5 Things to Know About TSA Approved Gun CasesBy Jodi Thornton-O'Connell; Updated June 08, 2017
What to know about flying with firearms
Whether you are traveling with your rifle for a hunting trip or you like to carry a firearm for personal protection, you can pack your gun along on a plane as checked luggage. Know the rules and restrictions before you enter the airport, though, or you could face fines of more than $12,000 and possible jail time.
Packing heat the TSA way
Secure your unloaded firearm in a hard-sided container you can lock. The case you bought your gun in may not be adequate, according to Transportation Security Administration guidelines. And don't use TSA locks on your firearms case. They're not approved for the task, and the TSA requires that you are the only person with the combination or key to your firearms.
You can pack your hard-sided, locked firearm case inside your suitcase if you wish. Although it's not required, you can use a cable lock to secure it to your suitcase's interior frame for extra security.
Can you fly with ammunition?
You can bring shotgun shells and ammunition less than .75 caliber in your checked baggage, providing it's packed according to TSA and airline regulations. Ammo can't be loose, even if it's in an ammo can. The easiest way to carry your ammo is in the original manufacturer's box inside your checked baggage. Magazines and ammo clips can be loaded or unloaded, but they must be inside a box or the hard-sided case with your unloaded firearm.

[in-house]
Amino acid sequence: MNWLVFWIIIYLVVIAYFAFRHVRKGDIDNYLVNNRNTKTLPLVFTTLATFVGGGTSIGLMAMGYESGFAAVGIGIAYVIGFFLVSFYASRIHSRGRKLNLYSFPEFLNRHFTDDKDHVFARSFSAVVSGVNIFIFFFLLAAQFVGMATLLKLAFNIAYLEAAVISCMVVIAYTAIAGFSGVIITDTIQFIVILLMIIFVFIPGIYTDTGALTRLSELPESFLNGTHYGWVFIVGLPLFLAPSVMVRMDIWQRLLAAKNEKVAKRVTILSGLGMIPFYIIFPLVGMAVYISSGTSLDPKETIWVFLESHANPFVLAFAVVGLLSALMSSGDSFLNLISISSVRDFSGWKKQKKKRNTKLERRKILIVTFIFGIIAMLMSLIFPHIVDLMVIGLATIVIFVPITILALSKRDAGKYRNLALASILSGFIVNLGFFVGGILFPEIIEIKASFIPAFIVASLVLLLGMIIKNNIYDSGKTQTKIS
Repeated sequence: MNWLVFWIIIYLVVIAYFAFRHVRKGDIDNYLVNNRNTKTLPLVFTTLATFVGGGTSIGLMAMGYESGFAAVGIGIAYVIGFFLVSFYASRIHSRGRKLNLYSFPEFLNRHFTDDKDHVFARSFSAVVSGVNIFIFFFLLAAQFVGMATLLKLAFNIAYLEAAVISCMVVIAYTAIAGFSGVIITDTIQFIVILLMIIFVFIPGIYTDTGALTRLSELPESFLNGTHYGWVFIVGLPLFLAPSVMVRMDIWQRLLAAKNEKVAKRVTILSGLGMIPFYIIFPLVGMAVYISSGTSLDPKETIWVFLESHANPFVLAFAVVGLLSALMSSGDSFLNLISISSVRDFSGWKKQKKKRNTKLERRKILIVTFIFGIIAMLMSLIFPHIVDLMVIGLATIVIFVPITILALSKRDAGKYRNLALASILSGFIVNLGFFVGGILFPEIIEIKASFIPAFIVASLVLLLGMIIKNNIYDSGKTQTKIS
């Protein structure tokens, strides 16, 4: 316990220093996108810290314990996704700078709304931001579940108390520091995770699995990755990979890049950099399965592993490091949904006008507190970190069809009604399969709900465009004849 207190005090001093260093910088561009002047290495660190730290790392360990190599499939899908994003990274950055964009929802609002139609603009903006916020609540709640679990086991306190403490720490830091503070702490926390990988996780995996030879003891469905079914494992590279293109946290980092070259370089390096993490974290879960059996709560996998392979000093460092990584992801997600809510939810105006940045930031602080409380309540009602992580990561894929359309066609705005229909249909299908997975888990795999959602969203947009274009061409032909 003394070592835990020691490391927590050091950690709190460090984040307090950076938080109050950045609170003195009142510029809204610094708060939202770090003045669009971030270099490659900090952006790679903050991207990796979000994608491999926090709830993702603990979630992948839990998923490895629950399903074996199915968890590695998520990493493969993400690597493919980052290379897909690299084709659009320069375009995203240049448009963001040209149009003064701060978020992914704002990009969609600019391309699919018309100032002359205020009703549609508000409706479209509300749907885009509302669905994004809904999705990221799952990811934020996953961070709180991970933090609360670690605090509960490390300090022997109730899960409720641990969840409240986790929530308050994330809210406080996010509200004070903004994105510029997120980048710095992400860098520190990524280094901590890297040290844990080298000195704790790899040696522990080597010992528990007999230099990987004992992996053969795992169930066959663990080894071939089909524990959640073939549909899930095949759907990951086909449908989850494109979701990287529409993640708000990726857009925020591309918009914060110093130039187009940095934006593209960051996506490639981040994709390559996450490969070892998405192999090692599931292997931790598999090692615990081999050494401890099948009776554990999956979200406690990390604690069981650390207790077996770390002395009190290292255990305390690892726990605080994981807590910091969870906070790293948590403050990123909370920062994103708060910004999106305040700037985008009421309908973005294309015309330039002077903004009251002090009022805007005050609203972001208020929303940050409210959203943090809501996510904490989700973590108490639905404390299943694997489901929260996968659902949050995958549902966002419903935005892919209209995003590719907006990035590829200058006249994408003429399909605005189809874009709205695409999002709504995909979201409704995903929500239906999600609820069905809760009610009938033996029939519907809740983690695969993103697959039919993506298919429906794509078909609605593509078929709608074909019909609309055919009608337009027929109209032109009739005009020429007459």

Tape ammo boxes shut to prevent them from opening and spilling loose ammo inside your luggage.
Can you bring a gun on a plane?
You can never carry your firearm on a plane unless you're a law enforcement officer authorized to have a weapon in the course of your assigned duties. You must complete a TSA Law Enforcement Officer Flying Armed training course and get verification through your employing agency that you need the firearm accessible during the flight.
How do you declare your gun?
Bring your unloaded, cased firearm to the main ticket counter to check it in. TSA will ask you to unlock the case for inspection. You'll sign a firearms declaration form that must go inside the case containing your gun. Any gun found in checked luggage without this form will trigger felony charges for its owner.
Speed along the screening process with a cable lock or nylon cord on your gun to show security officers at a glance that it's unloaded. For bolt action rifles, remove the bolt and stow it in the locked case alongside the rifle.
Can you take a gun across state lines?
The Safe Passage Act of U.S. Code Title 18 allows gun owners to transport their firearms from one state where they can legally possess guns to another, even if they must cross through states where a firearm is illegal. Your firearm must be unloaded and locked in a compartment or case inaccessible from the passenger area. Prepping your firearm to travel on the airline meets the requirements of the Safe Passage Act, even if you have a layover in a state where guns aren't allowed.
More Travel Content
- TSA: Civil Enforcement
- S.W.A.T. Magazine: Have Gun, Will Travel – Flying With Firearms
- TSA: Transporting Firearms and Ammunition
- TSA: Law Enforcement – Flying Armed
- Electronic Code of Federal Regulations: Exceptions for Passengers, Crewmembers, and Air Operators
- Cornell University Law School: 18 U.S. Code 926A: Interstate Transportation of Firearms